QUT engineering alumni James Curran is paving the way for young Indigenous university students and entrepreneurs in the Australian resources industry.
Descending from the Mithaka people in Channel Country in western Queensland, James’ achievements have won his company, MOEC, industry recognition and a major contract with Shell.
MOEC is a specialty pipeline construction and services contractor in the water, mining and gas industries, co-founded by James.
Aboriginal Enterprises in Mining, Energy & Exploration (AEMEE) is a not-for-profit organisation that develops and connects Indigenous businesses with business opportunities.
The organisation recently recognised MOEC with the AEMEE 2018 New Indigenous Business of the Year Award.
The award is significant to James because he shares AEMEE’s vision of increasing Indigenous employment opportunities to remove the welfare dependency that's happening in some communities.
Being a certified professional Indigenous business is also important for James.
“Indigenous-owned businesses are ten times more likely to hire Indigenous staff - and the resources industries are the new key employment provider for next generation Indigenous people living in rural Australia,” James said.
“Traditionally, many Indigenous Australians worked with cattle and horses. My uncles and grandfather worked as stockmen. My grandfather even made it to the Stockman’s Hall of Fame after being part of Australia’s first rodeo in South Australia.”
James said, current times, having employment opportunities in the water, mining and gas industries will have the most impact for Indigenous Australians, who already make up about a third of employees.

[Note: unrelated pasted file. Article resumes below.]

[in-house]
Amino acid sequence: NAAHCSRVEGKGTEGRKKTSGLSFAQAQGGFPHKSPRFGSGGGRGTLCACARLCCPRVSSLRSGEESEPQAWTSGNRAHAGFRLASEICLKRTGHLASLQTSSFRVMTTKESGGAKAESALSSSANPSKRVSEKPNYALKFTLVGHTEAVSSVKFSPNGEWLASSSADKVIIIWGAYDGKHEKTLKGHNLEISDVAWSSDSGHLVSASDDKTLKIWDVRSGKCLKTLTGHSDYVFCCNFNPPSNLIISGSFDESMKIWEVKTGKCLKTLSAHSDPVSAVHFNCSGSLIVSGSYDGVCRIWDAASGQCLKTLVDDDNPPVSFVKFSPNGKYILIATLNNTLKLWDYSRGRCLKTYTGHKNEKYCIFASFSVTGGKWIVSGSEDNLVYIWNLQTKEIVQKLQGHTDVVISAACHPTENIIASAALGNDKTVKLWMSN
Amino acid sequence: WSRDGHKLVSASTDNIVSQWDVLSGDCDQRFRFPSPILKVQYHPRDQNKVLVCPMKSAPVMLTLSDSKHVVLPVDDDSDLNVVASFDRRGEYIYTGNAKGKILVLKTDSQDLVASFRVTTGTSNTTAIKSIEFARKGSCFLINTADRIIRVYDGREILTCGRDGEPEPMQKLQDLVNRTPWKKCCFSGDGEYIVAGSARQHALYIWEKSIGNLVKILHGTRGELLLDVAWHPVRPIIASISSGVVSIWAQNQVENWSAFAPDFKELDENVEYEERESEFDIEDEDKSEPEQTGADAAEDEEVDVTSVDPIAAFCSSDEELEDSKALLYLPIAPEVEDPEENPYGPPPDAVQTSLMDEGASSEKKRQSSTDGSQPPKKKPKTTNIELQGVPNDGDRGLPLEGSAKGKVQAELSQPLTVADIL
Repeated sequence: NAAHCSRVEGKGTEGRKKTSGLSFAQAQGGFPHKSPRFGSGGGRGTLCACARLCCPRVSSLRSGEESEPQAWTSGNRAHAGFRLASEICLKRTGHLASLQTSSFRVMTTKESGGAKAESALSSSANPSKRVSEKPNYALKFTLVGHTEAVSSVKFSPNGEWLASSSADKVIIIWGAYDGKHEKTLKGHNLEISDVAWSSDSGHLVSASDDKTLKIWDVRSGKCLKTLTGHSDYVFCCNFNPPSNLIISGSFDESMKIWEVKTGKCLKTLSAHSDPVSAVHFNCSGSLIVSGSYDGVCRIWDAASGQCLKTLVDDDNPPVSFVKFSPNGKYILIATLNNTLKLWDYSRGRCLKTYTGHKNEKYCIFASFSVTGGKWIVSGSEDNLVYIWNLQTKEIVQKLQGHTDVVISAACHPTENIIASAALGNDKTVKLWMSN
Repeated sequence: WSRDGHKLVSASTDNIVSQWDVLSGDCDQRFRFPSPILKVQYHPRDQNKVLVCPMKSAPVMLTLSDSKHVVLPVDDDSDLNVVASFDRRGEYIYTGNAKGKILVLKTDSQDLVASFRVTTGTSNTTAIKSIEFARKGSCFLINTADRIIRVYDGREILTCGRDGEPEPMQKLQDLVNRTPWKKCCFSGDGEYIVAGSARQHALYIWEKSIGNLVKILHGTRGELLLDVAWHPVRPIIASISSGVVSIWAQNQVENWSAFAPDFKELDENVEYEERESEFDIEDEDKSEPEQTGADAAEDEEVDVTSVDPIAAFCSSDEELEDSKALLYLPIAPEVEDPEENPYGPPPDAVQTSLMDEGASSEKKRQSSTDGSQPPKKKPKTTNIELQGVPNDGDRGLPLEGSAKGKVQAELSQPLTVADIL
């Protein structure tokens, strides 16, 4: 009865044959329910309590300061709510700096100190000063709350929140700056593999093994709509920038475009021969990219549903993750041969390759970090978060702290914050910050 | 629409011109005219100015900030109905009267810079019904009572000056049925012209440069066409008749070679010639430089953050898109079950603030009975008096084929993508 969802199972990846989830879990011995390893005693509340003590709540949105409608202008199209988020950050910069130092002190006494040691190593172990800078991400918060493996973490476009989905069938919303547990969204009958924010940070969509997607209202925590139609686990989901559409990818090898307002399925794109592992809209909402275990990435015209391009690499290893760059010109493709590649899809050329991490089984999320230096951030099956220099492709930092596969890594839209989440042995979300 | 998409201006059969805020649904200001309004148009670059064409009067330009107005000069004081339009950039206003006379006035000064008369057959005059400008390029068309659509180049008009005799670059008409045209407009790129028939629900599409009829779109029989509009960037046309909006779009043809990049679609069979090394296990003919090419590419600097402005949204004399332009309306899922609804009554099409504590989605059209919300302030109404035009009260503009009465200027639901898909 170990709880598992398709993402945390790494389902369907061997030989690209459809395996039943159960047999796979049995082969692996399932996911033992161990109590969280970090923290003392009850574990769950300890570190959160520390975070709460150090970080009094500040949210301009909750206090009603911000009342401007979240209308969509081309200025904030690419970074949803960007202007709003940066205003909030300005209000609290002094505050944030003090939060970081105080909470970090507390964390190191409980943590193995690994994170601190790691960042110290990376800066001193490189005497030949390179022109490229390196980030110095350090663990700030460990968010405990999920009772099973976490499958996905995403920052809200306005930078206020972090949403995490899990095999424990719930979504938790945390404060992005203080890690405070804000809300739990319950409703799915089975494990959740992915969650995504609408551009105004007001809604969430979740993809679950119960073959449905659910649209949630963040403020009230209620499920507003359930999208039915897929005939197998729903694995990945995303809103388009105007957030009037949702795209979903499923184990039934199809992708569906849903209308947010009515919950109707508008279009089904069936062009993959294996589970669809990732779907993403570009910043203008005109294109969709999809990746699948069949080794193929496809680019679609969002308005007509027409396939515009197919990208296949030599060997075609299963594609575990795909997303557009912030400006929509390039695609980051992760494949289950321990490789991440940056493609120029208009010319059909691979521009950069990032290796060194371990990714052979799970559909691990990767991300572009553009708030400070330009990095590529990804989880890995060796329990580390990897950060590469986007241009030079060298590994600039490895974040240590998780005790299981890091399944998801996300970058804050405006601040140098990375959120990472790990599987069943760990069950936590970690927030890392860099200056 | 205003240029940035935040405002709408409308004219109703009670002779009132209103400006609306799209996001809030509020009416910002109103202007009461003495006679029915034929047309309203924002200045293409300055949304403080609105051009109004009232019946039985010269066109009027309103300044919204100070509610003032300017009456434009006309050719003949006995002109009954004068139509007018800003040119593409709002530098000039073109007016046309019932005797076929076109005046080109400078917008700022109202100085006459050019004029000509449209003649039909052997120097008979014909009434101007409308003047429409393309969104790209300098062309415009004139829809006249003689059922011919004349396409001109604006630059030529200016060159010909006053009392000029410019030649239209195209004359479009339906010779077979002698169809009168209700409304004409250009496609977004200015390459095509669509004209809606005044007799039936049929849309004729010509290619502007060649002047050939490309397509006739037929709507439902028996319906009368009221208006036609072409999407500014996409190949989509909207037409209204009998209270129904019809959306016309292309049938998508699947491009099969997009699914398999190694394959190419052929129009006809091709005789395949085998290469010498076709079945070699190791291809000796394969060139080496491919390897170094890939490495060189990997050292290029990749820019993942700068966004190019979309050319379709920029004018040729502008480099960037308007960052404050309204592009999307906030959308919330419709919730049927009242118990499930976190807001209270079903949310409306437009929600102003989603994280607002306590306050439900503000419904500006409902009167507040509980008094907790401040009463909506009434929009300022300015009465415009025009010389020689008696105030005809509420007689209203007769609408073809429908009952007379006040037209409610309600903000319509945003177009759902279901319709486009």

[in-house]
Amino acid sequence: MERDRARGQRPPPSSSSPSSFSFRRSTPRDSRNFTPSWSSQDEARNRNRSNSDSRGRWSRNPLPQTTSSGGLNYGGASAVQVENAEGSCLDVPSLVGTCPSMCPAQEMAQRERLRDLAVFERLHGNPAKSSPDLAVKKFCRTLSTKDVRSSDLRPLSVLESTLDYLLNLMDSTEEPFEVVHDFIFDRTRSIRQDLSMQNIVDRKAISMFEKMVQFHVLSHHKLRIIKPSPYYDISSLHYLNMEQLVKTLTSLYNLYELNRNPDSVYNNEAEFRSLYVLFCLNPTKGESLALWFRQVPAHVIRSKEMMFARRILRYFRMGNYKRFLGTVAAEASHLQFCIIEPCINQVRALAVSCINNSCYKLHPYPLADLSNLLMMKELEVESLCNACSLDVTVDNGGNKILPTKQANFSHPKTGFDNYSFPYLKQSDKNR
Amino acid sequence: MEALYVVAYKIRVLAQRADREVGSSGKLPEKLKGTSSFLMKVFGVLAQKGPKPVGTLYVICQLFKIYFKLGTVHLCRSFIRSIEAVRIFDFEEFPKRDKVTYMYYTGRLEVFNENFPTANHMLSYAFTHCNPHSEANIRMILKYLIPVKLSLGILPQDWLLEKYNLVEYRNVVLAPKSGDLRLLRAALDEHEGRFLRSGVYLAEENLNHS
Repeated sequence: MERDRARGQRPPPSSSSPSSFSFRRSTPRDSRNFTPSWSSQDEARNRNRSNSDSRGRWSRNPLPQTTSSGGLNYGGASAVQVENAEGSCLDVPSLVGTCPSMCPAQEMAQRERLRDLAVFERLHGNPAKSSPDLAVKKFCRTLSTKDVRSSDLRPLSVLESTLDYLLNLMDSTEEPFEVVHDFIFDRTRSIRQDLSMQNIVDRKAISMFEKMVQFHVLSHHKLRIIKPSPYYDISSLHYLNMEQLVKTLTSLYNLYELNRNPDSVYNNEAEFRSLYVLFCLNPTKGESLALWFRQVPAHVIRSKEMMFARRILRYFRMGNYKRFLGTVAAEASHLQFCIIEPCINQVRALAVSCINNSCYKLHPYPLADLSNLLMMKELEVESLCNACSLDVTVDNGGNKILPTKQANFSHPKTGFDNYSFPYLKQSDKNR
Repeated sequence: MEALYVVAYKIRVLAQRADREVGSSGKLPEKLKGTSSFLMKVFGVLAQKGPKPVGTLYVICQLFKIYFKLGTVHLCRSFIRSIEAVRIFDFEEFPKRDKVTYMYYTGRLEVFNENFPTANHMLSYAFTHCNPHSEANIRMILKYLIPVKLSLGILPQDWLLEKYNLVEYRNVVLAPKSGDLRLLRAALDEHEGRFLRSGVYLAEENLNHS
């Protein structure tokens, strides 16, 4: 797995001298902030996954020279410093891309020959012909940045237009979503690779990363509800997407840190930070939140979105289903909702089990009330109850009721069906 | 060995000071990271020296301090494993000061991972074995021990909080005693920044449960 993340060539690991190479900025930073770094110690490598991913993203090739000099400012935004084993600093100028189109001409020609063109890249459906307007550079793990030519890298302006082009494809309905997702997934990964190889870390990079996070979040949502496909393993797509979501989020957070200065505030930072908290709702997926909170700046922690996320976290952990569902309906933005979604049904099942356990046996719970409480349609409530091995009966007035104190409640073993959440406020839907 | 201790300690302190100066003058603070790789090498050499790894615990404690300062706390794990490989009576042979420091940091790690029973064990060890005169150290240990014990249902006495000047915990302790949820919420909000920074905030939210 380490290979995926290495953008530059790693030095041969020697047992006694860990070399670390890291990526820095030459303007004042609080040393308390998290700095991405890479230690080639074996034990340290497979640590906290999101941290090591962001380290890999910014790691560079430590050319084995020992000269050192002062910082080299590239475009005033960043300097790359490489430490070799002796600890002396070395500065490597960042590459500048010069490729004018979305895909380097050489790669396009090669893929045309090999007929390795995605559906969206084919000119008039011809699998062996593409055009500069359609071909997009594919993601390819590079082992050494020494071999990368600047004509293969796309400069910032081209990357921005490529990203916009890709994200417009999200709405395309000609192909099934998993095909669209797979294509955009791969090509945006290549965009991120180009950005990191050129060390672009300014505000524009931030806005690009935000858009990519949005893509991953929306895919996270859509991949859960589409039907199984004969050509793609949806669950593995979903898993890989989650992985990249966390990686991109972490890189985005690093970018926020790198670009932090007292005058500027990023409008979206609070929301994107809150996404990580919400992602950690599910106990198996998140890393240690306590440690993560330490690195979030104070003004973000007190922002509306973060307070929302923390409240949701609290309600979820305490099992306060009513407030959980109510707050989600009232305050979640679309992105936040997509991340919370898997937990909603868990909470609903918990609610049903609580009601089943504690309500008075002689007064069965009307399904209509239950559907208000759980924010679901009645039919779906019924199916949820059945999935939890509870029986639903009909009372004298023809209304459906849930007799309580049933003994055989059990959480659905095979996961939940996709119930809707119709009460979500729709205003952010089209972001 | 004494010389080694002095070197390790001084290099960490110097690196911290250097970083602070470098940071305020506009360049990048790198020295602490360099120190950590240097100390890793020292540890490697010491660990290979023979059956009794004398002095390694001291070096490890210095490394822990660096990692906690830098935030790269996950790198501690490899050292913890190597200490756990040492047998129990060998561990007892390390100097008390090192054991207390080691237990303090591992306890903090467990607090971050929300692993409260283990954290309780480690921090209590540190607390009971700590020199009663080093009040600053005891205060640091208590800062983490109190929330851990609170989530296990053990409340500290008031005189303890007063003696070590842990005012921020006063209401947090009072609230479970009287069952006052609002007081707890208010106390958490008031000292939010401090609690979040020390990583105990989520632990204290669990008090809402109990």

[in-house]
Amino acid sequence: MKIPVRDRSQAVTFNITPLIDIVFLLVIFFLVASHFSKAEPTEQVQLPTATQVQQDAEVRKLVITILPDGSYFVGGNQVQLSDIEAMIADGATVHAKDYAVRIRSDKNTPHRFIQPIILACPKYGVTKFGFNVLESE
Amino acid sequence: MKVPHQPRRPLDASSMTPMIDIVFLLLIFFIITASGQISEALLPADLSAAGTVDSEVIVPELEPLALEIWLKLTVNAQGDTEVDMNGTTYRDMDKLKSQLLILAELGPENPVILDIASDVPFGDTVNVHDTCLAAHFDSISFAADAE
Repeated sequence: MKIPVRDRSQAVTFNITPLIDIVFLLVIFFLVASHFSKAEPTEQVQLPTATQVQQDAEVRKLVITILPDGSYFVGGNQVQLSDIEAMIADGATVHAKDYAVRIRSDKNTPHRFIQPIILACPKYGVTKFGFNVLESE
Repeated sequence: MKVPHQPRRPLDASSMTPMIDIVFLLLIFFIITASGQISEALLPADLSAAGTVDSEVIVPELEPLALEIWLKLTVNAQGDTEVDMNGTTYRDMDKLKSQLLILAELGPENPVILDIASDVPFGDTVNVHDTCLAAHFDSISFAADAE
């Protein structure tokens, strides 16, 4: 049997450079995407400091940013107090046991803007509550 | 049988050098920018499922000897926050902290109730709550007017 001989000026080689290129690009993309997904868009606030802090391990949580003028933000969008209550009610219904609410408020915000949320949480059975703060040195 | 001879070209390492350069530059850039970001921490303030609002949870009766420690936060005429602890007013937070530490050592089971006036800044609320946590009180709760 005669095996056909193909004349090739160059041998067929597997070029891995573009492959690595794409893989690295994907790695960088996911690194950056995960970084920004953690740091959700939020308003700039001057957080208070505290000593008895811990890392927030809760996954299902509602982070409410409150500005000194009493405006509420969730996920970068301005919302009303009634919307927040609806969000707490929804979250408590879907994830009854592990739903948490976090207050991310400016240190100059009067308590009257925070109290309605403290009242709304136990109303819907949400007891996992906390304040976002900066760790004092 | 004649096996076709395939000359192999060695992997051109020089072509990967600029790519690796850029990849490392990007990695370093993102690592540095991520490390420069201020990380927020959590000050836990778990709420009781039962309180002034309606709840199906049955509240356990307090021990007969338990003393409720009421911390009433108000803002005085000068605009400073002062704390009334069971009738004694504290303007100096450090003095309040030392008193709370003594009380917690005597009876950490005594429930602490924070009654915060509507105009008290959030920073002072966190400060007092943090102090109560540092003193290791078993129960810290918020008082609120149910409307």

Receiving the AEMEE award coincided with James and co-founder Ryan Maloney landing their first big pipeline maintenance contract with global giant, Shell, since MOEC launched in 2016.
The contract has allowed the business to expand and MOEC now has a head office in Brisbane and a regional office in Chinchilla, Queensland.
James and Ryan went to primary school together, reconnecting years later while they were both studying at university in North Queensland.
Ryan completed his degree there while James put his course on hold and moved to Brisbane to work in construction.
He then chose to complete his engineering degree at QUT.
James and Ryan started project-managing jobs around Queensland while James was still studying, and by the time he graduated in 2016 MOEC was up and running.
James was the first in his family to go to university, and said he noticed an increasing number of Indigenous students attending university during his studies.
“It’s great to see. My younger cousins have been encouraged to study and are now applying to go to uni as well.”
James gives credit to the QUT Oodgeroo Unit, QUT’s Aboriginal and Torres Strait Islander student support centre, for their encouragement and connection to community throughout his studies. Find out more about QUT's Oodgeroo Unit.
Visit MOEC's website to find out more about the services they offer in the water, mining and gas industries.